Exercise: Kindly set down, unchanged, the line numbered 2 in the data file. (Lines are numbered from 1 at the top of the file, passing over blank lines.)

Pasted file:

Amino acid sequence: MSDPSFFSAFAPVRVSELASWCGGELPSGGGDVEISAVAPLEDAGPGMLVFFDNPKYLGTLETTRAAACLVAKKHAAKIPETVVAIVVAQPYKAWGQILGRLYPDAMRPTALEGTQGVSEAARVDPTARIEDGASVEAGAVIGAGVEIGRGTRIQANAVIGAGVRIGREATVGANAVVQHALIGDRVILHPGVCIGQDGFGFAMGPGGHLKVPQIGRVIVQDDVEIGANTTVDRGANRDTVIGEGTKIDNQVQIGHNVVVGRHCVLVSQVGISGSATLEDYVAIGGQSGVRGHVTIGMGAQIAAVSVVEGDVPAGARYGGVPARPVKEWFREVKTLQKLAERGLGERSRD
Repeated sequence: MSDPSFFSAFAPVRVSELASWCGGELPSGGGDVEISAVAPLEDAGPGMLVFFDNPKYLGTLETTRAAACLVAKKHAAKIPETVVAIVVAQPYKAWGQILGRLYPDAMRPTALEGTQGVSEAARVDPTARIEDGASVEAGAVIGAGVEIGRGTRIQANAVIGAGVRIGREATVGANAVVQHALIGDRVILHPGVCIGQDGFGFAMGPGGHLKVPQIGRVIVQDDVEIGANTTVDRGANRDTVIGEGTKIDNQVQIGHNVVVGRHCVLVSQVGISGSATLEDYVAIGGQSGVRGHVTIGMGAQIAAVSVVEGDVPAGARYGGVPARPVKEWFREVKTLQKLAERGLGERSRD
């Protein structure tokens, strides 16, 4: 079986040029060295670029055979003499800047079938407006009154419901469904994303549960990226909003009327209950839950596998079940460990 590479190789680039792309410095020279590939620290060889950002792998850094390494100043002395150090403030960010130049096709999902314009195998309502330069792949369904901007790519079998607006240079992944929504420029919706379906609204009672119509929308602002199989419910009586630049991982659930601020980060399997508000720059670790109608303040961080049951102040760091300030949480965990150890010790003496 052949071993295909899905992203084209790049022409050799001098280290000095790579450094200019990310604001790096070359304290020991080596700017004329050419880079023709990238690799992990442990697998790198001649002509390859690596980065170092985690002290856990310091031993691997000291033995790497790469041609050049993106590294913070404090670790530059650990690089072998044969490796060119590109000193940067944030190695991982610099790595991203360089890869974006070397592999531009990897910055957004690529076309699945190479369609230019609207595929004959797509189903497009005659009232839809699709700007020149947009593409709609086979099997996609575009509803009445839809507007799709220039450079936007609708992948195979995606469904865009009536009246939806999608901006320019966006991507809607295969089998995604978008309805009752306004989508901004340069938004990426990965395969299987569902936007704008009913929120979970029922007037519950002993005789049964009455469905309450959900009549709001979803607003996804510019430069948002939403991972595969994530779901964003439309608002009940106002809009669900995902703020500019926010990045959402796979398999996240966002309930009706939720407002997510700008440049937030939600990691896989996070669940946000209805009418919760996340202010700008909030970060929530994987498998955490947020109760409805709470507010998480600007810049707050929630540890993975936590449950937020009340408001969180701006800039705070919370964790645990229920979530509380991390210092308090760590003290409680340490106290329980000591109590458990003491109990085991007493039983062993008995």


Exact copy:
Repeated sequence: MSDPSFFSAFAPVRVSELASWCGGELPSGGGDVEISAVAPLEDAGPGMLVFFDNPKYLGTLETTRAAACLVAKKHAAKIPETVVAIVVAQPYKAWGQILGRLYPDAMRPTALEGTQGVSEAARVDPTARIEDGASVEAGAVIGAGVEIGRGTRIQANAVIGAGVRIGREATVGANAVVQHALIGDRVILHPGVCIGQDGFGFAMGPGGHLKVPQIGRVIVQDDVEIGANTTVDRGANRDTVIGEGTKIDNQVQIGHNVVVGRHCVLVSQVGISGSATLEDYVAIGGQSGVRGHVTIGMGAQIAAVSVVEGDVPAGARYGGVPARPVKEWFREVKTLQKLAERGLGERSRD